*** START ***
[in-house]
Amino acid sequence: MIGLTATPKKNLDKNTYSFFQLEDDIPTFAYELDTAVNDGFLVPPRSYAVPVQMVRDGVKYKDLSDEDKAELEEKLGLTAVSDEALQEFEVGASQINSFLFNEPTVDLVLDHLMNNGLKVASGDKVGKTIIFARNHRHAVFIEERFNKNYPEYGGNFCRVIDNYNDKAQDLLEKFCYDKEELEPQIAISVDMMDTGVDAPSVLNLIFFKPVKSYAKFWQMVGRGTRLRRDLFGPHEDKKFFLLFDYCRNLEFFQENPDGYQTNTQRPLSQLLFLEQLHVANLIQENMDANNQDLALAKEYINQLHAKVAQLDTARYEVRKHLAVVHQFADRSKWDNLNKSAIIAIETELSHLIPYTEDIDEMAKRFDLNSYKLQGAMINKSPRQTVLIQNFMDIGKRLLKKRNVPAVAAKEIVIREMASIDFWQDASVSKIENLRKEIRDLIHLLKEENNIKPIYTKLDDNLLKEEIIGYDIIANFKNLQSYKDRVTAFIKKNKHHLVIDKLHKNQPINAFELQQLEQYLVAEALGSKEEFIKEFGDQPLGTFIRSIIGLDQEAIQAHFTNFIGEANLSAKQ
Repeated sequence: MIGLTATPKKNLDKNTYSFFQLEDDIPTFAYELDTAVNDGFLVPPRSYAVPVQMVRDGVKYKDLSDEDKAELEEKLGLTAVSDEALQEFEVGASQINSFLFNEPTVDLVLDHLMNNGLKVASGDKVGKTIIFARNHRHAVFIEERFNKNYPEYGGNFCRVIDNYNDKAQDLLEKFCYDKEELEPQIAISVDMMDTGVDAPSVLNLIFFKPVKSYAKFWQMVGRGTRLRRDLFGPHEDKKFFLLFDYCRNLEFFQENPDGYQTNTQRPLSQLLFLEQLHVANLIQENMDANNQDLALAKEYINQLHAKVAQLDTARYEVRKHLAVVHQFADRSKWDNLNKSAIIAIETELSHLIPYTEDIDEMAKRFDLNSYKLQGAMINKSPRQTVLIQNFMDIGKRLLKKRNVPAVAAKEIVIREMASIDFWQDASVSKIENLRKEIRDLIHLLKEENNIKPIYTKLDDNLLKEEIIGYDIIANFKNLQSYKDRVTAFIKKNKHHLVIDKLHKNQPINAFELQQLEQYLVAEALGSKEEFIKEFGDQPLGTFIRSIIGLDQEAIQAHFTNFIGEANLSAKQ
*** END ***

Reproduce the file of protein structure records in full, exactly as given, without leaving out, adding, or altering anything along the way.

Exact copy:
[in-house]
Amino acid sequence: MIGLTATPKKNLDKNTYSFFQLEDDIPTFAYELDTAVNDGFLVPPRSYAVPVQMVRDGVKYKDLSDEDKAELEEKLGLTAVSDEALQEFEVGASQINSFLFNEPTVDLVLDHLMNNGLKVASGDKVGKTIIFARNHRHAVFIEERFNKNYPEYGGNFCRVIDNYNDKAQDLLEKFCYDKEELEPQIAISVDMMDTGVDAPSVLNLIFFKPVKSYAKFWQMVGRGTRLRRDLFGPHEDKKFFLLFDYCRNLEFFQENPDGYQTNTQRPLSQLLFLEQLHVANLIQENMDANNQDLALAKEYINQLHAKVAQLDTARYEVRKHLAVVHQFADRSKWDNLNKSAIIAIETELSHLIPYTEDIDEMAKRFDLNSYKLQGAMINKSPRQTVLIQNFMDIGKRLLKKRNVPAVAAKEIVIREMASIDFWQDASVSKIENLRKEIRDLIHLLKEENNIKPIYTKLDDNLLKEEIIGYDIIANFKNLQSYKDRVTAFIKKNKHHLVIDKLHKNQPINAFELQQLEQYLVAEALGSKEEFIKEFGDQPLGTFIRSIIGLDQEAIQAHFTNFIGEANLSAKQ
Repeated sequence: MIGLTATPKKNLDKNTYSFFQLEDDIPTFAYELDTAVNDGFLVPPRSYAVPVQMVRDGVKYKDLSDEDKAELEEKLGLTAVSDEALQEFEVGASQINSFLFNEPTVDLVLDHLMNNGLKVASGDKVGKTIIFARNHRHAVFIEERFNKNYPEYGGNFCRVIDNYNDKAQDLLEKFCYDKEELEPQIAISVDMMDTGVDAPSVLNLIFFKPVKSYAKFWQMVGRGTRLRRDLFGPHEDKKFFLLFDYCRNLEFFQENPDGYQTNTQRPLSQLLFLEQLHVANLIQENMDANNQDLALAKEYINQLHAKVAQLDTARYEVRKHLAVVHQFADRSKWDNLNKSAIIAIETELSHLIPYTEDIDEMAKRFDLNSYKLQGAMINKSPRQTVLIQNFMDIGKRLLKKRNVPAVAAKEIVIREMASIDFWQDASVSKIENLRKEIRDLIHLLKEENNIKPIYTKLDDNLLKEEIIGYDIIANFKNLQSYKDRVTAFIKKNKHHLVIDKLHKNQPINAFELQQLEQYLVAEALGSKEEFIKEFGDQPLGTFIRSIIGLDQEAIQAHFTNFIGEANLSAKQ